Figure 1.Discharge curves for the four initial cycles of Li-S cells with different electrolyte solutions: (a) DME/TGM/DOX (1/0/0); (b) DME/TGM/DOX (0/1/0); (c) DME/TGM/DOX (0/0/1); (d) DME/TGM/DOX (1/1/1). The discharge rates were sequentially changed for the four initial cycles: 0.1 C → 0.2 C → 0.5 C → 1.0 C .
Figure 2.Mixture contour plots of discharge capacities obtained at 0.1 C (a), 0.5 C (b), and 1.0 C (c).
Figure 3.Mixture contour plots of specific energy calculated from the discharge curves obtained at 1.0 C.
Table 2.Summary of the discharge capacities with cycle number and capacity retention at the 40th cycle at each electrolyte composition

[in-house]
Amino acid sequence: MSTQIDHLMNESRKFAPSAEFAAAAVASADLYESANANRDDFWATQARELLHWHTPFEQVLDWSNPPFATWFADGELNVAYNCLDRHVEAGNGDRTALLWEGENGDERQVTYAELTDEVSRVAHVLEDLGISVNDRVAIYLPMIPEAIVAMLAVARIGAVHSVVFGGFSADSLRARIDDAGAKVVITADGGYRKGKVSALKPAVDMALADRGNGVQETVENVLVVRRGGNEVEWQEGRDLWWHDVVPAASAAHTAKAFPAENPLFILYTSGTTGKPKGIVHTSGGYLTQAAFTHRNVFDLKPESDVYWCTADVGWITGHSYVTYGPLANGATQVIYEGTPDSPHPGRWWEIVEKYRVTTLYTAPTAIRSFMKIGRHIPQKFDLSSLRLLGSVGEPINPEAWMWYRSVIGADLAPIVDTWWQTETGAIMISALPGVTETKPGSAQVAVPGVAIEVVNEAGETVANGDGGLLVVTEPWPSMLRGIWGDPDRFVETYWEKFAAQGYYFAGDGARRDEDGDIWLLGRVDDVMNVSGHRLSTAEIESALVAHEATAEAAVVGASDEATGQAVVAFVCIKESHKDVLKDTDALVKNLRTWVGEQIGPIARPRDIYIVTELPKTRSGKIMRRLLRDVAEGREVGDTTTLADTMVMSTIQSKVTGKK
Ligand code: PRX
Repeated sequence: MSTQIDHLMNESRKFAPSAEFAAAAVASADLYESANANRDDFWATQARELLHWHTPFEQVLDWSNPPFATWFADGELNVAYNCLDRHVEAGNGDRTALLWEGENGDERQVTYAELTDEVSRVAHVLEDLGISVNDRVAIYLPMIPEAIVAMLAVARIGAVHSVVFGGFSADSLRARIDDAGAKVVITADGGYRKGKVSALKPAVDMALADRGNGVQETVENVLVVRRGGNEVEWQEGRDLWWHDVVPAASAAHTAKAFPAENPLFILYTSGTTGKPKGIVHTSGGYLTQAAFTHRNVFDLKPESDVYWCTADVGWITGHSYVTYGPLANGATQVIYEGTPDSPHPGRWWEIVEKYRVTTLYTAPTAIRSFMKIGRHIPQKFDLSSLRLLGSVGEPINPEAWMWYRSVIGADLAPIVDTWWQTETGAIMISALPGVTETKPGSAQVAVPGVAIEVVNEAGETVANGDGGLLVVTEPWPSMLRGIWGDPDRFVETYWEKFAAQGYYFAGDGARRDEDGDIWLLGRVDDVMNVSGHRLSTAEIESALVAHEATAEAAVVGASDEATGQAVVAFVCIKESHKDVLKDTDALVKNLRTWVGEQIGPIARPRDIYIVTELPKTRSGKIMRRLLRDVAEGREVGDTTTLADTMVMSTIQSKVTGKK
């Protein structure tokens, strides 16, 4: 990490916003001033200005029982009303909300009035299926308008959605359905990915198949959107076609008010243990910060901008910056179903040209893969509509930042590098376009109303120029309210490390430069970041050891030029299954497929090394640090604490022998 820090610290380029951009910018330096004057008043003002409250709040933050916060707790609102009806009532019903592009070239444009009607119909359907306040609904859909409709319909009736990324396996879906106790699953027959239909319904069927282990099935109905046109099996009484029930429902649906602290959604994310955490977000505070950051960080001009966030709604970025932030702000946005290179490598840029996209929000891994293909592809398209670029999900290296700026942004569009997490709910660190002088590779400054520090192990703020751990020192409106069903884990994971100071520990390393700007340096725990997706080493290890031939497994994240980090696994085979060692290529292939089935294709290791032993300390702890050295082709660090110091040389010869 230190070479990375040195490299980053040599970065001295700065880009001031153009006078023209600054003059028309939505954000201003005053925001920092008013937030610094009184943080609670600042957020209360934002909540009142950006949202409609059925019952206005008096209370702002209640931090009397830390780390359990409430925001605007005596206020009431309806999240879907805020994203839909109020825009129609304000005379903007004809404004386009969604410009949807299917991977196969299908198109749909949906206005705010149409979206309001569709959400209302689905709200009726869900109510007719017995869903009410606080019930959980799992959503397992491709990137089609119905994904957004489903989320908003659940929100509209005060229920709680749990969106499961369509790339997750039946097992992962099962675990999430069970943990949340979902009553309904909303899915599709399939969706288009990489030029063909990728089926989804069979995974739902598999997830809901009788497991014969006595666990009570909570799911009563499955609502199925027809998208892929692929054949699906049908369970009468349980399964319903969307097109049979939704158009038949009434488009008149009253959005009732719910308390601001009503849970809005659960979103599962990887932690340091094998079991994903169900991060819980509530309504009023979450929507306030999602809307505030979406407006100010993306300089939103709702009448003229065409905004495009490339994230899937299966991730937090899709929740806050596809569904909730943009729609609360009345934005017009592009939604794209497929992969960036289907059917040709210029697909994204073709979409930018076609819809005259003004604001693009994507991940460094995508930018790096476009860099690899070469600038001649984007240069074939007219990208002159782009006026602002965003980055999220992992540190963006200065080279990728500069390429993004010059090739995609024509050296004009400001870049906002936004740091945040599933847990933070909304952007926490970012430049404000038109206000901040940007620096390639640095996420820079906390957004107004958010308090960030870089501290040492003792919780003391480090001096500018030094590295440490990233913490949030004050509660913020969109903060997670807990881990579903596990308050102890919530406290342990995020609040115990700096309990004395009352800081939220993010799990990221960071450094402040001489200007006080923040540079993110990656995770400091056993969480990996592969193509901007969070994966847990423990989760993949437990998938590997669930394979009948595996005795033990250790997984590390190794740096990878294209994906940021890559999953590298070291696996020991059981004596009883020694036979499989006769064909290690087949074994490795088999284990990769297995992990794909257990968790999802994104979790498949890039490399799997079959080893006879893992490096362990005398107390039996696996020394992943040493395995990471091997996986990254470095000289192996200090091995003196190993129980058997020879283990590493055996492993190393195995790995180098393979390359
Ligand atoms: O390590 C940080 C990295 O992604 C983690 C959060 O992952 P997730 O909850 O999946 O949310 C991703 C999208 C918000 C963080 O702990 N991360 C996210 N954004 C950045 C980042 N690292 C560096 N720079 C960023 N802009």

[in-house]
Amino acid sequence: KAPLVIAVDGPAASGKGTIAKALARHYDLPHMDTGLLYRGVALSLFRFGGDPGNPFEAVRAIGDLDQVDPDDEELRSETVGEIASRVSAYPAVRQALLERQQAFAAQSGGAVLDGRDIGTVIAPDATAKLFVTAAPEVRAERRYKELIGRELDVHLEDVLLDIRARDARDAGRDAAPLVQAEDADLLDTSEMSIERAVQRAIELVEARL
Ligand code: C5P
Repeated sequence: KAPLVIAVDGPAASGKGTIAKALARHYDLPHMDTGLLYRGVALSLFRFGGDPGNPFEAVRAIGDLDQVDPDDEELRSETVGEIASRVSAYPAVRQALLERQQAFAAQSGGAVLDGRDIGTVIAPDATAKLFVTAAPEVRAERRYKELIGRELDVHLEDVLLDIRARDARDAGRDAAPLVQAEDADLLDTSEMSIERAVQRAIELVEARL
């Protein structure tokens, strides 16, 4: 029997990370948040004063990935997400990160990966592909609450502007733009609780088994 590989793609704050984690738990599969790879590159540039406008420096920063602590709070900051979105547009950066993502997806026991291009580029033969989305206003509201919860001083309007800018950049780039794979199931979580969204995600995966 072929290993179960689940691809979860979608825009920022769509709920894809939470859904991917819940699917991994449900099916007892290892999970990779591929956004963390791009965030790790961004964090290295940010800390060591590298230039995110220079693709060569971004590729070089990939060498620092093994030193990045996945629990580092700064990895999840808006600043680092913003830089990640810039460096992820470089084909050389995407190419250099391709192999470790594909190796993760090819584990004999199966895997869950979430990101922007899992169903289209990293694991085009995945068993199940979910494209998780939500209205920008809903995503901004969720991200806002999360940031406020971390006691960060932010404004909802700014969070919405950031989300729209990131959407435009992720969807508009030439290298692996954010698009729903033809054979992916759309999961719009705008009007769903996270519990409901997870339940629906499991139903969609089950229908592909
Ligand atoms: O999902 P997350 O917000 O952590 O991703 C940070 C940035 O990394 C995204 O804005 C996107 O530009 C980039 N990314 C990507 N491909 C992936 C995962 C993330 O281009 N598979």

Figure 4.(a) Cycle performance of Li-S cells with different electrolyte solutions. (b) Typical discharge curves obtained at the 1st and 40th cycles.
The specific energies for the electrolyte composition calculated from the discharge curves measured at a rate of 1.0 C are listed in Table 1. The specific energy values in the ternary systems were also analyzed by a statistical method. Figure 3 shows the mixture contour plot of the specific energy at a rate of 1.0 C, which is quite similar to that of the discharge capacity at 1.0 C. The energy densities of the Li-S cells dramatically increased from ~1000 Wh/kg to ~2000 Wh/kg as the TGM content decreased. The test cell containing DME/TGM/DOX (1/0/1) presented the largest specific energy.
Figure 5.(a) Mixture contour plots of the discharge capacities measured at the 40th cycle. (b) Mixture contour plots of the capacity retention at the 40th cycle.